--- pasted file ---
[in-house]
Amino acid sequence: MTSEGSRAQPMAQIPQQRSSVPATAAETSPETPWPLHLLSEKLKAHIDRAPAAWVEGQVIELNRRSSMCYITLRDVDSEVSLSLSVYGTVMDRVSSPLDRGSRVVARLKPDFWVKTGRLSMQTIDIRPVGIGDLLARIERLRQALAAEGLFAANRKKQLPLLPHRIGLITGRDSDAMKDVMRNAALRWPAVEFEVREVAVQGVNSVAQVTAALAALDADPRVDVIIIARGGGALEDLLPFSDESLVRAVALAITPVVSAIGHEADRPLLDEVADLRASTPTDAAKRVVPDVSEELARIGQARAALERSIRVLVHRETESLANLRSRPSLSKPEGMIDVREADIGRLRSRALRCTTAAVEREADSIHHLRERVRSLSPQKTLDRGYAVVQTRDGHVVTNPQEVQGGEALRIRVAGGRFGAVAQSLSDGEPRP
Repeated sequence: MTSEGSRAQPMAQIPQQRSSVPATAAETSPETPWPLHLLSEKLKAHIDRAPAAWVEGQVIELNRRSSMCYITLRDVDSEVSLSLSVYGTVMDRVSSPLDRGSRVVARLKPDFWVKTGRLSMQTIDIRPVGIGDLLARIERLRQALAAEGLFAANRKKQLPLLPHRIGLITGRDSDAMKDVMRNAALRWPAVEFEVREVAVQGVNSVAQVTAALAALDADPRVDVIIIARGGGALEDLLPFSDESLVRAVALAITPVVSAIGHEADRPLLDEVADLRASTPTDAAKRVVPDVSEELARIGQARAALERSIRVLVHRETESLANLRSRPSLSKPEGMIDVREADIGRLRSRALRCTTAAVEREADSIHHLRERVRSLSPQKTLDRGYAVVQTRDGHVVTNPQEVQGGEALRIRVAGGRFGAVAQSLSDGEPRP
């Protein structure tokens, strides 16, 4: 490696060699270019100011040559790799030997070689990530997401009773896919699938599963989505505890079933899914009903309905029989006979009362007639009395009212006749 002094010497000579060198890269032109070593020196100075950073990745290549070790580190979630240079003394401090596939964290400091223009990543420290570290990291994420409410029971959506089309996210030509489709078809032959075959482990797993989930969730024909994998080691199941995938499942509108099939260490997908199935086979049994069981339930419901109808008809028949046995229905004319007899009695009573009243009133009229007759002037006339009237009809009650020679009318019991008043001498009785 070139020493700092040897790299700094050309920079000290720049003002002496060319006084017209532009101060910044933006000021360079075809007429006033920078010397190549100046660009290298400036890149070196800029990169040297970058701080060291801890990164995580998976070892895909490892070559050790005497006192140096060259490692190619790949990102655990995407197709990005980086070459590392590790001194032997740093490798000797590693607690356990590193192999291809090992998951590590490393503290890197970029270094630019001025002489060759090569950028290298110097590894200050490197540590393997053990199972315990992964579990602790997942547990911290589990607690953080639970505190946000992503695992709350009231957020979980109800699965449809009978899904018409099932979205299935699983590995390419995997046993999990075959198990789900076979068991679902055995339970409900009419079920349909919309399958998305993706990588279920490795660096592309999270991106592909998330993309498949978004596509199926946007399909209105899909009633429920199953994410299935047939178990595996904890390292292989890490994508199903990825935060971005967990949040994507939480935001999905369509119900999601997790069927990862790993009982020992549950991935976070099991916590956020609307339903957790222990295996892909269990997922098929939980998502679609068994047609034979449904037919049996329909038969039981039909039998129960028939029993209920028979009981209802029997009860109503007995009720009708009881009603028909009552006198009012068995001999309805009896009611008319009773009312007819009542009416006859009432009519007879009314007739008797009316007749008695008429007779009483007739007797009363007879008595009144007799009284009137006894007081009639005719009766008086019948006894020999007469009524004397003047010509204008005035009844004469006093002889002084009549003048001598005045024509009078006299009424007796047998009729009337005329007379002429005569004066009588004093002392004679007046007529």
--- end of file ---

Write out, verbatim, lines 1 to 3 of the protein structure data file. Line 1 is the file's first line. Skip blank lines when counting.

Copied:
[in-house]
Amino acid sequence: MTSEGSRAQPMAQIPQQRSSVPATAAETSPETPWPLHLLSEKLKAHIDRAPAAWVEGQVIELNRRSSMCYITLRDVDSEVSLSLSVYGTVMDRVSSPLDRGSRVVARLKPDFWVKTGRLSMQTIDIRPVGIGDLLARIERLRQALAAEGLFAANRKKQLPLLPHRIGLITGRDSDAMKDVMRNAALRWPAVEFEVREVAVQGVNSVAQVTAALAALDADPRVDVIIIARGGGALEDLLPFSDESLVRAVALAITPVVSAIGHEADRPLLDEVADLRASTPTDAAKRVVPDVSEELARIGQARAALERSIRVLVHRETESLANLRSRPSLSKPEGMIDVREADIGRLRSRALRCTTAAVEREADSIHHLRERVRSLSPQKTLDRGYAVVQTRDGHVVTNPQEVQGGEALRIRVAGGRFGAVAQSLSDGEPRP
Repeated sequence: MTSEGSRAQPMAQIPQQRSSVPATAAETSPETPWPLHLLSEKLKAHIDRAPAAWVEGQVIELNRRSSMCYITLRDVDSEVSLSLSVYGTVMDRVSSPLDRGSRVVARLKPDFWVKTGRLSMQTIDIRPVGIGDLLARIERLRQALAAEGLFAANRKKQLPLLPHRIGLITGRDSDAMKDVMRNAALRWPAVEFEVREVAVQGVNSVAQVTAALAALDADPRVDVIIIARGGGALEDLLPFSDESLVRAVALAITPVVSAIGHEADRPLLDEVADLRASTPTDAAKRVVPDVSEELARIGQARAALERSIRVLVHRETESLANLRSRPSLSKPEGMIDVREADIGRLRSRALRCTTAAVEREADSIHHLRERVRSLSPQKTLDRGYAVVQTRDGHVVTNPQEVQGGEALRIRVAGGRFGAVAQSLSDGEPRP